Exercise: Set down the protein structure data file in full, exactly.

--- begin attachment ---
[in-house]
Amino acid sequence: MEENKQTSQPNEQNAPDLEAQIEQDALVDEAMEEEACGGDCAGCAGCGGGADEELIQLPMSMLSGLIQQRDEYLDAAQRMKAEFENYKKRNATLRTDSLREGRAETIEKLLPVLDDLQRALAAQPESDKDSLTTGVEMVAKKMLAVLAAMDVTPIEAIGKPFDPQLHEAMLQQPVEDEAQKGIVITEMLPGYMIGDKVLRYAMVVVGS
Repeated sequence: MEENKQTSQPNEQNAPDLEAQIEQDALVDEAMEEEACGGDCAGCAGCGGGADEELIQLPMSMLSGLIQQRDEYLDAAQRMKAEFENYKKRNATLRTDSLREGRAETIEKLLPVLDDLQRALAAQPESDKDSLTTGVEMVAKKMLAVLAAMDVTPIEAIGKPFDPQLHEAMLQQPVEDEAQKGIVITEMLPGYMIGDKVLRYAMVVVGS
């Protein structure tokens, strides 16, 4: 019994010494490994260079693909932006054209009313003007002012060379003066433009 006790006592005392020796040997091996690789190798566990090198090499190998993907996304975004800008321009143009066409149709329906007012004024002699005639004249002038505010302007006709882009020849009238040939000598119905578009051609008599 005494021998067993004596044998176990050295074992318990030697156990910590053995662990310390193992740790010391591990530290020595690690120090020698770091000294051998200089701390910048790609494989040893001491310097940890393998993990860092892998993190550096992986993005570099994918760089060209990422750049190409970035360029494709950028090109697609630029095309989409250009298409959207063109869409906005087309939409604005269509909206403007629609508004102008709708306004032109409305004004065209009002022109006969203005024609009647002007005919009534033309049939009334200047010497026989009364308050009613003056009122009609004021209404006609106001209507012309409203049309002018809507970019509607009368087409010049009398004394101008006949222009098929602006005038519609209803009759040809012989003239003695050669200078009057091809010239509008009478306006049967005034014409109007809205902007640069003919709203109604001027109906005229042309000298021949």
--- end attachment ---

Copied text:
[in-house]
Amino acid sequence: MEENKQTSQPNEQNAPDLEAQIEQDALVDEAMEEEACGGDCAGCAGCGGGADEELIQLPMSMLSGLIQQRDEYLDAAQRMKAEFENYKKRNATLRTDSLREGRAETIEKLLPVLDDLQRALAAQPESDKDSLTTGVEMVAKKMLAVLAAMDVTPIEAIGKPFDPQLHEAMLQQPVEDEAQKGIVITEMLPGYMIGDKVLRYAMVVVGS
Repeated sequence: MEENKQTSQPNEQNAPDLEAQIEQDALVDEAMEEEACGGDCAGCAGCGGGADEELIQLPMSMLSGLIQQRDEYLDAAQRMKAEFENYKKRNATLRTDSLREGRAETIEKLLPVLDDLQRALAAQPESDKDSLTTGVEMVAKKMLAVLAAMDVTPIEAIGKPFDPQLHEAMLQQPVEDEAQKGIVITEMLPGYMIGDKVLRYAMVVVGS
């Protein structure tokens, strides 16, 4: 019994010494490994260079693909932006054209009313003007002012060379003066433009 006790006592005392020796040997091996690789190798566990090198090499190998993907996304975004800008321009143009066409149709329906007012004024002699005639004249002038505010302007006709882009020849009238040939000598119905578009051609008599 005494021998067993004596044998176990050295074992318990030697156990910590053995662990310390193992740790010391591990530290020595690690120090020698770091000294051998200089701390910048790609494989040893001491310097940890393998993990860092892998993190550096992986993005570099994918760089060209990422750049190409970035360029494709950028090109697609630029095309989409250009298409959207063109869409906005087309939409604005269509909206403007629609508004102008709708306004032109409305004004065209009002022109006969203005024609009647002007005919009534033309049939009334200047010497026989009364308050009613003056009122009609004021209404006609106001209507012309409203049309002018809507970019509607009368087409010049009398004394101008006949222009098929602006005038519609209803009759040809012989003239003695050669200078009057091809010239509008009478306006049967005034014409109007809205902007640069003919709203109604001027109906005229042309000298021949």